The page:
Phuket (AsiaNews) The first day back to school for the 1,450 pupils attending the Stigmatine-run Dowroont School's was strange and difficult but also one of relief.
"I asked the pupils to tell the teachers whether they knew of any families having a hard time because of the tsunami", Fr Peter Pakpoom, the school director, told AsiaNews. "But we know of two pupils missing, two parents dead and 58 homeless families," Father Pakpoom noted.
Many children lost everything, including their school uniforms and textbooks "so we give them clothing and books," he said, but they are happy just to find their schoolmates.
In the school, Catholics represent 25 per cent of the total, Muslims are 20, and the rest are Buddhist.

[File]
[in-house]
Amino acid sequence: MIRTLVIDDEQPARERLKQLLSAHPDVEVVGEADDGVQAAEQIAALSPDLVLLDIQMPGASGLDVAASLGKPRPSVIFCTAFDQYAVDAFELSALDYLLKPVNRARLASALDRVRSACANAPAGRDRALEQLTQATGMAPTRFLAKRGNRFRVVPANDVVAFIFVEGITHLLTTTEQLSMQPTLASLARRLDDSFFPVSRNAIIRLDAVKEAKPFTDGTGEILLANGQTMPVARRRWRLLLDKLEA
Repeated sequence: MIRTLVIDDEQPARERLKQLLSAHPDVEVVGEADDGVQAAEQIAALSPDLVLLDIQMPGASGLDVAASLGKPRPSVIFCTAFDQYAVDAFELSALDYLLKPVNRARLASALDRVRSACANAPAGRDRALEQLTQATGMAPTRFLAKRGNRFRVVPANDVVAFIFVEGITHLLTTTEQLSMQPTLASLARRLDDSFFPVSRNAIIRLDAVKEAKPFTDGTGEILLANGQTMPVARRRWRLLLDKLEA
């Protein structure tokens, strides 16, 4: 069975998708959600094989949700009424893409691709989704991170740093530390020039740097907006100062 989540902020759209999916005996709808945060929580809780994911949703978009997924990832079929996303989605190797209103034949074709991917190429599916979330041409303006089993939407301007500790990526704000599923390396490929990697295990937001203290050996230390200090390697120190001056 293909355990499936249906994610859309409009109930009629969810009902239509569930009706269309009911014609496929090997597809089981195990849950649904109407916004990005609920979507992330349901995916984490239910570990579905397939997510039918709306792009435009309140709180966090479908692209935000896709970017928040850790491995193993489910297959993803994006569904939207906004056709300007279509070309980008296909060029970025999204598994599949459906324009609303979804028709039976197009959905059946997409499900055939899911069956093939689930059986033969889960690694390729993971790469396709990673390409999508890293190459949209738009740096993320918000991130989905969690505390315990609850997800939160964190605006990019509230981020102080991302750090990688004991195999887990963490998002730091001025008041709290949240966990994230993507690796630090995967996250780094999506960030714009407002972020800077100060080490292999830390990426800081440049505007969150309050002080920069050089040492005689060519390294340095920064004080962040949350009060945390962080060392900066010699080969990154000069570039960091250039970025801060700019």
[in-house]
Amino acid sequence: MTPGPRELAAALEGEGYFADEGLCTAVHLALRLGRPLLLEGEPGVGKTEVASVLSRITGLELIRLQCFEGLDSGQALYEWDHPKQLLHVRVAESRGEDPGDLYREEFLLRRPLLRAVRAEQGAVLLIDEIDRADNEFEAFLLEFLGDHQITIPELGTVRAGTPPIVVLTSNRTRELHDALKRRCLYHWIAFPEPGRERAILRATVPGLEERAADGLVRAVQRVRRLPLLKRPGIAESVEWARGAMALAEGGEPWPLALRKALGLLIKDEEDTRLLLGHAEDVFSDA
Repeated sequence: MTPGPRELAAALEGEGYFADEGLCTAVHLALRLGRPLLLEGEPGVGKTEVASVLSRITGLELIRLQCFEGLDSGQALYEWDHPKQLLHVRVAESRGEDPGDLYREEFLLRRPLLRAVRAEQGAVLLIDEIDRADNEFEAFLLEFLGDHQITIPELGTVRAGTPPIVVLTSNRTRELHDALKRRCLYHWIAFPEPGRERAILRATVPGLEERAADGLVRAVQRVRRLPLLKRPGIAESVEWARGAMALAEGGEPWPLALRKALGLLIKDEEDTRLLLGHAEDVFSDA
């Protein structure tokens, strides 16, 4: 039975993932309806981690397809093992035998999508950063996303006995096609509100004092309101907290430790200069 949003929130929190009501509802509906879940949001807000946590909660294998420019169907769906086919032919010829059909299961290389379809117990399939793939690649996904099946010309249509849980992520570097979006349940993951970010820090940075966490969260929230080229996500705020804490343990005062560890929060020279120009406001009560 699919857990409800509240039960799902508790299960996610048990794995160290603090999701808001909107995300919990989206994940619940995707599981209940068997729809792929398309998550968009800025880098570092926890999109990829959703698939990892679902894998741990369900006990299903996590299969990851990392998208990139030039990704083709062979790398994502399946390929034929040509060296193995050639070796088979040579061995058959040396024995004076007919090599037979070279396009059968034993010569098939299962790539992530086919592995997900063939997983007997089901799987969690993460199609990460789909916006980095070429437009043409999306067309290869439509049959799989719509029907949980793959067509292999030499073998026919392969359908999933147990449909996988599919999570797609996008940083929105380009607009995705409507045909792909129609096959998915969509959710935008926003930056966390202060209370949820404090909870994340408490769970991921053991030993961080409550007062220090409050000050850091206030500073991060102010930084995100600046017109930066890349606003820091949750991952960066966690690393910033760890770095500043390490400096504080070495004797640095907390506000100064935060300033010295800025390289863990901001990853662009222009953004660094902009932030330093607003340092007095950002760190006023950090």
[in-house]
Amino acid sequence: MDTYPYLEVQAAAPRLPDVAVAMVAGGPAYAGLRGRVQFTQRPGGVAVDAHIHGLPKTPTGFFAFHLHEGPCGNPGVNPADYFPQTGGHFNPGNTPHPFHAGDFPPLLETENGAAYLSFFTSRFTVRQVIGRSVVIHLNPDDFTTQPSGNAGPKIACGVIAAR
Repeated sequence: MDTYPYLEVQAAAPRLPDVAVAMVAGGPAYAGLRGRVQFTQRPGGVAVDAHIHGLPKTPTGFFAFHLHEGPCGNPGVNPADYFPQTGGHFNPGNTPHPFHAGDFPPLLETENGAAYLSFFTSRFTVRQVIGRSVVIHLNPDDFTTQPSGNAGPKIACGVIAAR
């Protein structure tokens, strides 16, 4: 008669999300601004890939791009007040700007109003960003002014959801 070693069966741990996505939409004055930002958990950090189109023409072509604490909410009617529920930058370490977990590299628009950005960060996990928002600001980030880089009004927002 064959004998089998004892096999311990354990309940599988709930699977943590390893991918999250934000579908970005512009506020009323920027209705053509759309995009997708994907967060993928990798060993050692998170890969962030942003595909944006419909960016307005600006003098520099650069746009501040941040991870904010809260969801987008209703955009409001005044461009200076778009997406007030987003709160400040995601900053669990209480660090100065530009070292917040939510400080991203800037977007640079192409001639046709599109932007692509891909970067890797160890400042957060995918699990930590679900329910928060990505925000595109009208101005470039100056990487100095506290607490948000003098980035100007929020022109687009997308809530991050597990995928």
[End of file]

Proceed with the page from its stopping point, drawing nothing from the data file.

"Even though they belong to different religions," Father Pakpoom said, "I told the pupils we will help their families, and they are aware of that." In fact, Stigmatine missioners have traditionally helped everyone in the community irrespective of religious differences.
More importantly, after what happened, the kids "are eager to go back to school to study because they know that their future depends on it," the missioner explained.
Asked about allegations of child trafficking, he said he had not heard anything happening in the area, but did confirm that in the past "local families were so poor that they sold their children to cope with their situation".
By contrast, in Ranong, a town on the borer with Myanmar, the first day back to school went off without a hitch. This, too, is a Stigmatine-run school with another 1,400 pupils arriving for their first lessons after the disaster.
"Our school is untouched," said father Matthew, a local missioner. "We do however know that neighbouring villages had serious problems with buildings swept away by the waves". (LF)